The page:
pil·lo·ry /ˈpɪləri, ˈpɪlri/
Pil·lo·ry n.; pl. Pillories A frame of adjustable boards erected on a post, and having holes through which the head and hands of an offender were thrust so as to be exposed in front of it.
Pil·lo·ry, v. t. [imp. & p. p. Pilloried p. pr. & vb. n. Pillorying.]
1. To set in, or punish with, the pillory. “Hungering for Puritans to pillory.”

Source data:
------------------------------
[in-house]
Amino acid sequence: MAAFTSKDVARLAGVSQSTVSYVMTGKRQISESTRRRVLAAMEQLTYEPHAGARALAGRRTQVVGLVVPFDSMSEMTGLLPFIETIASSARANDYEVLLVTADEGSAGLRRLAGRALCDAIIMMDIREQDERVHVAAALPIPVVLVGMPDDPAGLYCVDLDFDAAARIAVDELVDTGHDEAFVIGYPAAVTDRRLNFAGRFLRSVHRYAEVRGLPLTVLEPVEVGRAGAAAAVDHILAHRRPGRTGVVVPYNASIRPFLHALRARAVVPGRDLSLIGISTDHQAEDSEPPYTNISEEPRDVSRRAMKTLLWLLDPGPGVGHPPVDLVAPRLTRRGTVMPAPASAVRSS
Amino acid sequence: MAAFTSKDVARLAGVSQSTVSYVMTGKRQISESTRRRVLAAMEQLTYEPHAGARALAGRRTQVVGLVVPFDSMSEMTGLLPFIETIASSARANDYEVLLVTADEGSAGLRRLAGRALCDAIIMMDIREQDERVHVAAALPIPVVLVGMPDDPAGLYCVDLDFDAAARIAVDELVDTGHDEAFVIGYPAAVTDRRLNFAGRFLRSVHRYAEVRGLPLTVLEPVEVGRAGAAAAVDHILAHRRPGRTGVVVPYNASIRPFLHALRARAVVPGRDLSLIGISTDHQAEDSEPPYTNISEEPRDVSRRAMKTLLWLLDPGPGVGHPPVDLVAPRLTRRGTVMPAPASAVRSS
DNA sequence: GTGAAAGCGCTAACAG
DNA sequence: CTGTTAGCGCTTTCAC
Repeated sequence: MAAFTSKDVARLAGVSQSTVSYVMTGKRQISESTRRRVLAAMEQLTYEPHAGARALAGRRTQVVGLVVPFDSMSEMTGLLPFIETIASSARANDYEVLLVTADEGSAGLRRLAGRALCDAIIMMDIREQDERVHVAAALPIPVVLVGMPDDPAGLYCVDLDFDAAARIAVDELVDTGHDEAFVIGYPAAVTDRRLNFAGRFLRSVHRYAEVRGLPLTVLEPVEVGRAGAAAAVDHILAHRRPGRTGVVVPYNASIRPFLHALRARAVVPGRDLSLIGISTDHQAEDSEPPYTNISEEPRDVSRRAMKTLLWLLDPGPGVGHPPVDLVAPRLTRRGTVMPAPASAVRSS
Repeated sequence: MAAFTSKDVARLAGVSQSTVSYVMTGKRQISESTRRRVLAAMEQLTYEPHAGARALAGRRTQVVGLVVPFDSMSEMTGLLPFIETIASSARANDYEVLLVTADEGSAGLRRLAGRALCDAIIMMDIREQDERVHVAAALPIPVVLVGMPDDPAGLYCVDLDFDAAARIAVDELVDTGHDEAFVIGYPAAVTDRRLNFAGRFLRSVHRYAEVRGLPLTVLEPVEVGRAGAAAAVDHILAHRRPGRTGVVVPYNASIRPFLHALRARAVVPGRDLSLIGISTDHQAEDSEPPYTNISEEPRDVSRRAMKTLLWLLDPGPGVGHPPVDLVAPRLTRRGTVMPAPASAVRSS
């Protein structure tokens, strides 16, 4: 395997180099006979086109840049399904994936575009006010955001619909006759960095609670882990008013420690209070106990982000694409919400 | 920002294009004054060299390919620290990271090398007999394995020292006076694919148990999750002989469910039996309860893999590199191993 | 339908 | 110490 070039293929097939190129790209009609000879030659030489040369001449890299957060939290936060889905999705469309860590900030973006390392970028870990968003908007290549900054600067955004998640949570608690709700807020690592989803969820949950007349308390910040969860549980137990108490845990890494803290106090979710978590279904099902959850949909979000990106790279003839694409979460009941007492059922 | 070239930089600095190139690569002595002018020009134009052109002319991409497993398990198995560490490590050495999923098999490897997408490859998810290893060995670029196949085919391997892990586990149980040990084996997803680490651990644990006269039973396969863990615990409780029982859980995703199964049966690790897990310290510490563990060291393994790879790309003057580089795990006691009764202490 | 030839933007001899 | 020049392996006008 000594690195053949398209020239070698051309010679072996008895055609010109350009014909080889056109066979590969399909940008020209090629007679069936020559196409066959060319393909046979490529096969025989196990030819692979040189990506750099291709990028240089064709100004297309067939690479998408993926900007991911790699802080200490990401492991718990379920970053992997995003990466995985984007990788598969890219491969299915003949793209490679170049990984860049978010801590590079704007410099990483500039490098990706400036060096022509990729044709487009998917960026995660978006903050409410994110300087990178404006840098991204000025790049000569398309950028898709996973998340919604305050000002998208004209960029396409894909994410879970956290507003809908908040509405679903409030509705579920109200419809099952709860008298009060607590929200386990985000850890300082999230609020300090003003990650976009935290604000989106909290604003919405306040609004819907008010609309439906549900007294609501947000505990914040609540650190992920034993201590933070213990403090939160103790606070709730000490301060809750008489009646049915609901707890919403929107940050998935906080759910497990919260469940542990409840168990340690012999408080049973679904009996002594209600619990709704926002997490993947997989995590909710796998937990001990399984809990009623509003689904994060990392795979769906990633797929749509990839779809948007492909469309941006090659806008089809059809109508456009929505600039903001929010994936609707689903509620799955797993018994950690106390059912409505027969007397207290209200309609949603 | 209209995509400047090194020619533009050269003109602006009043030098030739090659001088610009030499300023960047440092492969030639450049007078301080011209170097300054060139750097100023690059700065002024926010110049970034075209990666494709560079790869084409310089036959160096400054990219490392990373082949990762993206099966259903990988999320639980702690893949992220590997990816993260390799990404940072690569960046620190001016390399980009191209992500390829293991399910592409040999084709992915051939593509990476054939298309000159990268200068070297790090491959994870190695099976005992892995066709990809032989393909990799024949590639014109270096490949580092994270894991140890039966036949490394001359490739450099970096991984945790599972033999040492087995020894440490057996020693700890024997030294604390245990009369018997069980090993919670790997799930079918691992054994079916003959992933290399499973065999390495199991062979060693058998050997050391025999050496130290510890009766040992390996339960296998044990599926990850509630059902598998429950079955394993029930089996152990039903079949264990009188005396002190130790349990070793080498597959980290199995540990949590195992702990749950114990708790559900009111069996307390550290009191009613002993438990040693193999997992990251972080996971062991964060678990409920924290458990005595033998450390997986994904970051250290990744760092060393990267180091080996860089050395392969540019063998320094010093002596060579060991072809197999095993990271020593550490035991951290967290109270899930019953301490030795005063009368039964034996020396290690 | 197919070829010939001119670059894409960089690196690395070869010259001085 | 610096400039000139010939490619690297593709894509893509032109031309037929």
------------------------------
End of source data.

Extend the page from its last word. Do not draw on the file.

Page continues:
2. Figuratively, to expose to public scorn.
n : a wooden instrument of punishment on a post with holes for
the neck and hands; offenders were locked in and so
exposed to public scorn [syn: stocks]
v 1: expose to ridicule or public scorn [syn: gibbet]
2: punish by putting in a pillory
3: criticize harshly or violently; "The press savaged the new
President"; "The critics crucified the author for
plagiarizing a famous passage" [syn: savage, crucify]